Each week, the series "Technische Fakultät uncovered" introduces a professor from the Faculty of Engineering of the University of Freiburg. The professors give an exciting insight into their work as scientists and teachers and also reveal one or two secrets about themselves – this time: Hans Zappe, professor at the Department of Microsystems Engineering and Full Professor of Micro-optics.
Mr. Zappe, what do you associate with microsystems engineering?
Hans Zappe: When Apollo 11 flew to the moon in 1969, the entire space capsule computer had 12,300 transistors and three gyroscopes the size of tennis balls. Today, your smart phone has about 12 billion transistors and micro-gyroscopes smaller than a rice grain. Plus it has ultra-miniaturized eyes (the micro-cameras), ears (the microphones), mouths (the micro-loudspeakers), skin (the micro-fingerprint sensor) – and best of all, you can stuff the whole thing into your back pocket. What made all this possible? Microsystems Engineering of course: Faster, better and lots smaller!
What is your main field of research and why is it so exciting for you?
Optics and photonics, the engineering of photons: It’s incredible what we can do with light and it gets even more exciting when we get smaller. Lasers the size of salt grains; tiny cameras that can see inside the body; hair-sized fibers that send terabytes of data per second… even I find it mind-boggling sometimes.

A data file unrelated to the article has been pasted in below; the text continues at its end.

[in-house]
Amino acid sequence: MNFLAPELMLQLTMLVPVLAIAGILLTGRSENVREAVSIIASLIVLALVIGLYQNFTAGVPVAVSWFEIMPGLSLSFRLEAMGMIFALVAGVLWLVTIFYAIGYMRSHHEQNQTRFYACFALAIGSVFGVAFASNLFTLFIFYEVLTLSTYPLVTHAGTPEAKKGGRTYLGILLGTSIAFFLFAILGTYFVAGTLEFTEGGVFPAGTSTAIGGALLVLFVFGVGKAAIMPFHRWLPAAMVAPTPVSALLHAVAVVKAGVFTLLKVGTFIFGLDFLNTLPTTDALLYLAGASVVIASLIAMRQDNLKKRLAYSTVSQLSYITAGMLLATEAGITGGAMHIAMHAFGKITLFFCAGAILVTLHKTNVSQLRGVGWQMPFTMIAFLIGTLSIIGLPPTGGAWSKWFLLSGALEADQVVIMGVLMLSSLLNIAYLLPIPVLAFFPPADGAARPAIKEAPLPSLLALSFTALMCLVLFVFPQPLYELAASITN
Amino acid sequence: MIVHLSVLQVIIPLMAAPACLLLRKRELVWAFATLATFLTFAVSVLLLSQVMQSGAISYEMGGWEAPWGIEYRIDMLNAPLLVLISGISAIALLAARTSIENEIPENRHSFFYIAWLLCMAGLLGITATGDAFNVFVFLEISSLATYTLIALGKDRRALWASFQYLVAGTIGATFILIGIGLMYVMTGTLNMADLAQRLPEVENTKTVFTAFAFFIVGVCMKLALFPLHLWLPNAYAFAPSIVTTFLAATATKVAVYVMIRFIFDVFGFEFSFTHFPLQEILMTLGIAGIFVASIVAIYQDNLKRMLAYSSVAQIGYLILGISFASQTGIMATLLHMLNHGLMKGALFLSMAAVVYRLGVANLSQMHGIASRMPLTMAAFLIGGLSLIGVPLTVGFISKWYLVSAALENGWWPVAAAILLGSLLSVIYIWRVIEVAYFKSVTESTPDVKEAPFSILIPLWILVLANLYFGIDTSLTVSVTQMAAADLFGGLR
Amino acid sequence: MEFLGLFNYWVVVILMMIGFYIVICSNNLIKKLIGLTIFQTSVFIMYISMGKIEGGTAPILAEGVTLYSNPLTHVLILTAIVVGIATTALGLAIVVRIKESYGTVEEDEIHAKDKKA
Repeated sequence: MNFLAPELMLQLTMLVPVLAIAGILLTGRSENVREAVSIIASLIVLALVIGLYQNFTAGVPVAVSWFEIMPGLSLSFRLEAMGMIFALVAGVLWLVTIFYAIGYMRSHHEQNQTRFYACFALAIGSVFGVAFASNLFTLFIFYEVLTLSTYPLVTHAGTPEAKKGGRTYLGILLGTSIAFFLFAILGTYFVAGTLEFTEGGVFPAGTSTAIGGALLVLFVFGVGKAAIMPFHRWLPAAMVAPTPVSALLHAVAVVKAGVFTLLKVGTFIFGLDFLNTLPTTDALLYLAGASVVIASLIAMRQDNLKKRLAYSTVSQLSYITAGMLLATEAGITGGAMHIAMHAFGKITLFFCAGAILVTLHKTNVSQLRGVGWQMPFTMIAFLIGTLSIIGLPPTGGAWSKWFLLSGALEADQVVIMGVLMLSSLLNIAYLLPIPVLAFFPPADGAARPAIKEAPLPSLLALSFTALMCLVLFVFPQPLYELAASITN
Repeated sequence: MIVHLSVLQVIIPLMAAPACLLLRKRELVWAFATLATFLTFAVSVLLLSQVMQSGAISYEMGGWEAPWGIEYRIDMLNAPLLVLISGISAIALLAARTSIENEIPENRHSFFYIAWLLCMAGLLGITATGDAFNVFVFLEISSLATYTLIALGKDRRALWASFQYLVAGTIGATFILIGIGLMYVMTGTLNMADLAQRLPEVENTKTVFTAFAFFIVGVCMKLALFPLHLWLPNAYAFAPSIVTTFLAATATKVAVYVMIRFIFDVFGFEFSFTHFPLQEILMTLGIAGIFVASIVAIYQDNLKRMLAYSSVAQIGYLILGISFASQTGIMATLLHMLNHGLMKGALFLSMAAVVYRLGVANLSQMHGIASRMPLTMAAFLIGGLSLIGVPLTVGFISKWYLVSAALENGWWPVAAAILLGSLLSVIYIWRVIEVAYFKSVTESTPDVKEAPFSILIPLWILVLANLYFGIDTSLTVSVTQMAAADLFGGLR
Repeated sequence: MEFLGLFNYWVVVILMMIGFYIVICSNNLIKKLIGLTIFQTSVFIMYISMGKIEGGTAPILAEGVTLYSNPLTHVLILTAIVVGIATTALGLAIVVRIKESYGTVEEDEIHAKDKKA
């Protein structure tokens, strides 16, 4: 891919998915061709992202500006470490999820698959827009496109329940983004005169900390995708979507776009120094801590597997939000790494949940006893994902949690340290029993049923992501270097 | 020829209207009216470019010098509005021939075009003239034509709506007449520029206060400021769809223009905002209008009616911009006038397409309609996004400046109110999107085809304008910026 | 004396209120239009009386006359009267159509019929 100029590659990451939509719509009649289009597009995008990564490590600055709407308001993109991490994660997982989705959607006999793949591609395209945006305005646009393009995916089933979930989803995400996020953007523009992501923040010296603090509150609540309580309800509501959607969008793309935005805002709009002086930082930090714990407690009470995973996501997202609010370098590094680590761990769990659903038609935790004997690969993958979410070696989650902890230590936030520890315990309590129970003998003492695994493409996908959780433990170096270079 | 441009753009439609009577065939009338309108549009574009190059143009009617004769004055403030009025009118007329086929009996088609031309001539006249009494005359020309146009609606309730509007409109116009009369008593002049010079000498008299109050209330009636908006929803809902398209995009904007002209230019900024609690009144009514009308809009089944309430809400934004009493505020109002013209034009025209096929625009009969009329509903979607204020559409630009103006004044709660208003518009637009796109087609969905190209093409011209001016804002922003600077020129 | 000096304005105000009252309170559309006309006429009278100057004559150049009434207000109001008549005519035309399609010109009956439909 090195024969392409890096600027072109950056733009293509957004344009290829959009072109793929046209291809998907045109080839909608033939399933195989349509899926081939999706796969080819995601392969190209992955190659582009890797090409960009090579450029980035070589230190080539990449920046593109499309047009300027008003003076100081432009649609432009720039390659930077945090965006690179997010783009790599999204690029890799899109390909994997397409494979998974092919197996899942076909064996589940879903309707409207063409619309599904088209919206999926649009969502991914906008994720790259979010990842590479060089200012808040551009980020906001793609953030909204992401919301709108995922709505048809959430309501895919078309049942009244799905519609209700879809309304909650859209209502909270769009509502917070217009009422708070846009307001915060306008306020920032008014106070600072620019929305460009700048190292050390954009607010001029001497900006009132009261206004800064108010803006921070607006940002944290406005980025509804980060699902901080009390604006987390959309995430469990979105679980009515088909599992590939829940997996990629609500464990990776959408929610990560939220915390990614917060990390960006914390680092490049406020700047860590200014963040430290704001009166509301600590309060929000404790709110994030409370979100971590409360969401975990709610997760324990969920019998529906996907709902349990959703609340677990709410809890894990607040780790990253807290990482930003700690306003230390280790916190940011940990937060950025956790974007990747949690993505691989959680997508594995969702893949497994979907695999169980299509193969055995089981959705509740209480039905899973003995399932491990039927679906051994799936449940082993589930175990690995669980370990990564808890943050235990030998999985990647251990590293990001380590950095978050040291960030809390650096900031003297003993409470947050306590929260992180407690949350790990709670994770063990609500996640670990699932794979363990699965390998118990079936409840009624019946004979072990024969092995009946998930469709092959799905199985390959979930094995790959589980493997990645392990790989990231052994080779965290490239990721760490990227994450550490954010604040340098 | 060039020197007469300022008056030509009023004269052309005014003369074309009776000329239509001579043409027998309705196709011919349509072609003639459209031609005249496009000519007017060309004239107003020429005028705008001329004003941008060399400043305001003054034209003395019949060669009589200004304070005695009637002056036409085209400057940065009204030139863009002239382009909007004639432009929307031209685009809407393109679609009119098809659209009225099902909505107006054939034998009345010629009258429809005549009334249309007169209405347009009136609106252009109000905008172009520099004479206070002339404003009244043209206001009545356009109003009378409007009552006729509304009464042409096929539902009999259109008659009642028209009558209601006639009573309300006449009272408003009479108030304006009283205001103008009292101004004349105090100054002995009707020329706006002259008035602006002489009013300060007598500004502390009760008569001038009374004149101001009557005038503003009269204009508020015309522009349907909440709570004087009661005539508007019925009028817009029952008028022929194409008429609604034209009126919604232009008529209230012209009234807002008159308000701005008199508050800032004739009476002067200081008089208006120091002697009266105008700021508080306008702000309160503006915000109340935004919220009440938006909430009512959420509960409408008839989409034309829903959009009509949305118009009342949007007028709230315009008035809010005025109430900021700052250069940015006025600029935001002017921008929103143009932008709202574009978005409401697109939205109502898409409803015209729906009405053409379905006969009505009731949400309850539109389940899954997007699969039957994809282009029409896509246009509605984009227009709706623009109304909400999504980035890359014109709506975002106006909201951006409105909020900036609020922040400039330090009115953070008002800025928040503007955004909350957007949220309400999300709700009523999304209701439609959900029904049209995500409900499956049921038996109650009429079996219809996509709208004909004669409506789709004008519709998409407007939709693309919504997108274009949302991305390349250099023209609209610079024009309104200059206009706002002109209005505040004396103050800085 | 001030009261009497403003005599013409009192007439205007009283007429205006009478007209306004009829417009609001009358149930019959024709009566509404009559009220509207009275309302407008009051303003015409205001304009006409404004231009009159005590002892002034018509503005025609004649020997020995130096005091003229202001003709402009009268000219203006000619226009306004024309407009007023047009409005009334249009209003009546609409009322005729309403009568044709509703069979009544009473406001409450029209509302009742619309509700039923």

What do the students learn from you and which aspects are particularly important to you?
My students think they are learning electronics and photonics but they are actually learning to think, breathe, and dream like engineers. Once you start morphing into an engineer, the whole world begins to look different and it’s that pervasive engineering thinking I want you to learn.
What advice would you give to students at the beginning of their studies?
I won’t lie, engineering is hard. So bite the bullet and get the basics down pat right from the start: the math, the physics, the chemistry, all of it. Because with those vital tools under your belt, every new skill you acquire later will help you realize that engineering is also really exciting.
What are the career prospects for graduates?
It is said that politicians may run the world, but it’s the engineers who make the world work. The world may not need more politicians, but it definitely needs more engineers.
What is your motto for teaching and research?
Find the wicked problems which are relevant for humanity and attack those. After all, if an engineer isn’t trying to do something impossible, she’s probably bored.
What do you like best about the Faculty of Engineering?
Have you ever noticed how engineering departments have this buzz, this energetic vibe, this constant ripple in the space-time continuum that results from really smart people trying to do really outrageous things together? You haven’t? Then you haven’t been to the Faculty of Engineering.
What you think students should know about you?
There is this widespread perception that engineers are super nerdly, socially inept, emotionally awkward misfits with the communication skills of a soldering iron and an aptitude for interpersonal interactions at the level of a chimpanzee using grass tools to coax ants out of an anthill. I’m just like that ;-) It’s amazing how humans are natural engineers. Watching my five year old daughter attack the wicked problems in her world using detailed analysis and creative engineering solutions is one of my greatest pleasures. She just needs to work on her maths more…